Last week I opened up about going through divorce and I decided to be vulnerable and open my heart and talk about the things we keeps excrete or keep behind closed doors.
This is my work in being a recovering perfectionist.
In April, I left my marriage (of 6.5 years) after 4 challenging years mixed with hope, anger, positivity and struggle. I share my story to inspire women to take ownership of their experience in life and to use their challenges to explore personal growth.
I share my story to inspire women to own their power.
I talk about my challenge of being in a marriage where I felt very little love in the last 4 years and what I did to move through that. My focus is very much about sharing my story, not about the person I was with.
This work of being a human is about being open, being vulnerable, sharing from our heart. It’s the ONLY way to feel connected, it’s the only way we know we belong.
I started a Book Club in Periscope, and our book has been The Gifts of Imperfection: Let Go of Who You Think You’re Supposed to Be and Embrace Who You Are.
Two years ago, my friend Jen gave me this book. I looked at it and felt a bit offended, “who does she think I am to need this book? I have a strong marriage (we don’t even miss each other when we’re apart! that’s how strong we are.), I have a business, I have plans and places to go in the future.”
This year, as my marriage fell apart and the cracks in my life started getting obvious, this book caught my eye. I started reading it and I found the courage I needed to hold him accountable for his part in the relationship and eventually found the courage to leave and file for divorce.
“If we want to live and love with our whole hearts, and if we want to engage with the world from a place of worthiness, we have to talk about the things that get in the way–especially shame, fear and vulnerability.” [Brené Brown]
My shame, my fear, my vulnerability
This all showed up for me, especially since April 5th. The day I asked for a divorce.*
In my circle of people, the community I’m a part of divorce is a hush-hush topic. And within secrecy, shame grows. Divorce isn’t something you do. But if you do it, you never talk about it. You put it in the closet and wait a few years and then people can talk to you comfortably about it, in the past tense.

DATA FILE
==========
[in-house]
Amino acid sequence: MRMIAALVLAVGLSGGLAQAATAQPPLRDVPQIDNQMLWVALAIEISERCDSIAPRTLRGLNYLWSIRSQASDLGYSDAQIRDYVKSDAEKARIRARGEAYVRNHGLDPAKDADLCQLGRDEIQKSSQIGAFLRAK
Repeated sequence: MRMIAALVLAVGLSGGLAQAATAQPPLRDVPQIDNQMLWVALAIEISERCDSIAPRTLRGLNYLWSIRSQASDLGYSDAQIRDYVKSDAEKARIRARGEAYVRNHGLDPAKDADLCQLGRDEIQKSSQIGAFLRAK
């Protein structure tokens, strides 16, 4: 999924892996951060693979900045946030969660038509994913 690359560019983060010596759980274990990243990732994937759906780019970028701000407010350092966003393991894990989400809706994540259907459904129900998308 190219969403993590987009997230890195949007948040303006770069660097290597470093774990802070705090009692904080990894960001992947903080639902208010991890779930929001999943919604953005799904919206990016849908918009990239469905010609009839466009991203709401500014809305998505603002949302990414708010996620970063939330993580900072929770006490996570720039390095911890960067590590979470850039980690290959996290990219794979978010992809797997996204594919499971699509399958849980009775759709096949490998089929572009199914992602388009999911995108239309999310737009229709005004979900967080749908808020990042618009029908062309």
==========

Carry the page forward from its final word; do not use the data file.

I left my husband in April.
I divorced June 30th, 2015.
The word I picked on New Year this year was transformation. Would it be crass to say #nailedit…?
The second half of my year has been amazing. In fact, since April 5th, my life has been the definition of freedom. Don’t get me wrong, it’s been challenging, oh-so-difficult, I’ve had “shame-on-you” Facebook messages and phone calls, I’ve had to know in my gut that my choice was right for my highest good. Even though my choice has lost some friends and put me up against my own judgment, it’s been amazing.
Last week I started speaking my truth.
I started talking about my growth experience through and out of my marriage, and through and out of divorce.
I believe that, when women own their power, it positively impacts men too. When a woman who knows she needs nothing from anyone, her man can feel more confident because he knows she is with him because she loves him, not because she needs something from him. It’s a relationships of equals, rather than the powerful and powerless.
Whenever we take a stand for ourselves, we’ll face adversity.
I received a Facebook message over the weekend asking me to be quiet, to stop talking, to stop sharing my story. They suggest that, through sharing my story, that I’m tearing others’ down.
They suggest that I should be nice, quiet, be a good girl rather than talking about my fear, my shame and my vulnerability.
This post is to encourage you as women and men to go out, stand for your truth, stand for what you believe in.
Don’t let anyone shut you down, shut you up and ask you to throw something unsightly in the closet so the rest of us can feel comfortable.
Whatever imperfections you see in your life, whatever you feel vulnerable about, fearful about, shameful about… be open and honest. Open yourself to people you trust.
Being a wholehearted person isn’t about shoving our imperfection in a closet and pretending life is wonderful.
It’s about knowing our life has cracks and showing up anyway.
*I am not a blind divorce advocate. When both parties are in agreement and working together toward a common goal, practicing commitment and not only professing commitment, there is hope. And where there is hope, there is the possibility for two to overcome the challenge and bounce back stronger and better than when they entered the challenge. When both parties are NOT in agreement, NOT practicing, NOT attempting reconciliation, NOT working toward each other, there is very little hope. Know the difference in your gut, this should be a visceral knowing… not a surface knowing.